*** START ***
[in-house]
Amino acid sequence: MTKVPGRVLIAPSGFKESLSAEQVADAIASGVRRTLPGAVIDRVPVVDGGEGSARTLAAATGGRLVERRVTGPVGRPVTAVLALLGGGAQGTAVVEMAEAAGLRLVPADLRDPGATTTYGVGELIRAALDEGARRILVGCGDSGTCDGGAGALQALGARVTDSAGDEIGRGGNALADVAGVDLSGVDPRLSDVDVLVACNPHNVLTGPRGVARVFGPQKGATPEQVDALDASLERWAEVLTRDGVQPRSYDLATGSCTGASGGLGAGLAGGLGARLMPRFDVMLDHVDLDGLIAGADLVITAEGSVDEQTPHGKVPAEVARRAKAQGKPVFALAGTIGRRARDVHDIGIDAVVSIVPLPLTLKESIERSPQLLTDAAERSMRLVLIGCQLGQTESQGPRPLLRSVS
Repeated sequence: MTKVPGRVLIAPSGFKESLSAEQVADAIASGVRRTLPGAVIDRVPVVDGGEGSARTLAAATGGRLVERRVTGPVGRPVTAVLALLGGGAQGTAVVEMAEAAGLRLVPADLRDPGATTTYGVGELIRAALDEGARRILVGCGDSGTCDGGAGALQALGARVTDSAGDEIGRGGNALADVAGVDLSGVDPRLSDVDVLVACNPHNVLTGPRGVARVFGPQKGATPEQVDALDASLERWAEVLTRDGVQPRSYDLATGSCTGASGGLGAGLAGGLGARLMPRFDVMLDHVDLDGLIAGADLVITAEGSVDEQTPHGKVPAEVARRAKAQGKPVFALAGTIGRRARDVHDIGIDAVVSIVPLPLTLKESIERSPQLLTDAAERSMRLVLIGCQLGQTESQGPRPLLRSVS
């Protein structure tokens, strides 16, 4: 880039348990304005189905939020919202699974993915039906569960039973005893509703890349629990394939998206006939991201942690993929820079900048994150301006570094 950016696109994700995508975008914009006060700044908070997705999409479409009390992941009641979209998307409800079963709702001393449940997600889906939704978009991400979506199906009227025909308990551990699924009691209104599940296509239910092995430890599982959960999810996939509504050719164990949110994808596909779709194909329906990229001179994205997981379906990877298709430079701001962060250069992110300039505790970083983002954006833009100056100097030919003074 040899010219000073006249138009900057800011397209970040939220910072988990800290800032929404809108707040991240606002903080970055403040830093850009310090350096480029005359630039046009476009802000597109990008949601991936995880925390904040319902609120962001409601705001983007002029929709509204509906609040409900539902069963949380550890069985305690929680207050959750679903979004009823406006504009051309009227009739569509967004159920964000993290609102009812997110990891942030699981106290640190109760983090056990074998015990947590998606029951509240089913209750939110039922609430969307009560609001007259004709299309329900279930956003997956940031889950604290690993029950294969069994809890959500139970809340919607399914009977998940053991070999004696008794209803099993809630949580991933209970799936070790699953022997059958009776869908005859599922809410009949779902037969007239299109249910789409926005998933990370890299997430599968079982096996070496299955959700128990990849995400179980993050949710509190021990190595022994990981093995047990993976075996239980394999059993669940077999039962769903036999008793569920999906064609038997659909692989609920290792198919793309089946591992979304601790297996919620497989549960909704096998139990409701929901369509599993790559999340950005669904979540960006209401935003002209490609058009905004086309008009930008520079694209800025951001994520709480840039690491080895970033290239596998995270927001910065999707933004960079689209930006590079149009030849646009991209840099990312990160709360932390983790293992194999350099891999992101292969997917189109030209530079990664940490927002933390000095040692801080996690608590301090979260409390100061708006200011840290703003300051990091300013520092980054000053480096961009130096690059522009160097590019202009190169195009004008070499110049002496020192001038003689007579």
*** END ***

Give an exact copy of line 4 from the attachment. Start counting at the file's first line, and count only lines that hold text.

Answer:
């Protein structure tokens, strides 16, 4: 880039348990304005189905939020919202699974993915039906569960039973005893509703890349629990394939998206006939991201942690993929820079900048994150301006570094 950016696109994700995508975008914009006060700044908070997705999409479409009390992941009641979209998307409800079963709702001393449940997600889906939704978009991400979506199906009227025909308990551990699924009691209104599940296509239910092995430890599982959960999810996939509504050719164990949110994808596909779709194909329906990229001179994205997981379906990877298709430079701001962060250069992110300039505790970083983002954006833009100056100097030919003074 040899010219000073006249138009900057800011397209970040939220910072988990800290800032929404809108707040991240606002903080970055403040830093850009310090350096480029005359630039046009476009802000597109990008949601991936995880925390904040319902609120962001409601705001983007002029929709509204509906609040409900539902069963949380550890069985305690929680207050959750679903979004009823406006504009051309009227009739569509967004159920964000993290609102009812997110990891942030699981106290640190109760983090056990074998015990947590998606029951509240089913209750939110039922609430969307009560609001007259004709299309329900279930956003997956940031889950604290690993029950294969069994809890959500139970809340919607399914009977998940053991070999004696008794209803099993809630949580991933209970799936070790699953022997059958009776869908005859599922809410009949779902037969007239299109249910789409926005998933990370890299997430599968079982096996070496299955959700128990990849995400179980993050949710509190021990190595022994990981093995047990993976075996239980394999059993669940077999039962769903036999008793569920999906064609038997659909692989609920290792198919793309089946591992979304601790297996919620497989549960909704096998139990409701929901369509599993790559999340950005669904979540960006209401935003002209490609058009905004086309008009930008520079694209800025951001994520709480840039690491080895970033290239596998995270927001910065999707933004960079689209930006590079149009030849646009991209840099990312990160709360932390983790293992194999350099891999992101292969997917189109030209530079990664940490927002933390000095040692801080996690608590301090979260409390100061708006200011840290703003300051990091300013520092980054000053480096961009130096690059522009160097590019202009190169195009004008070499110049002496020192001038003689007579």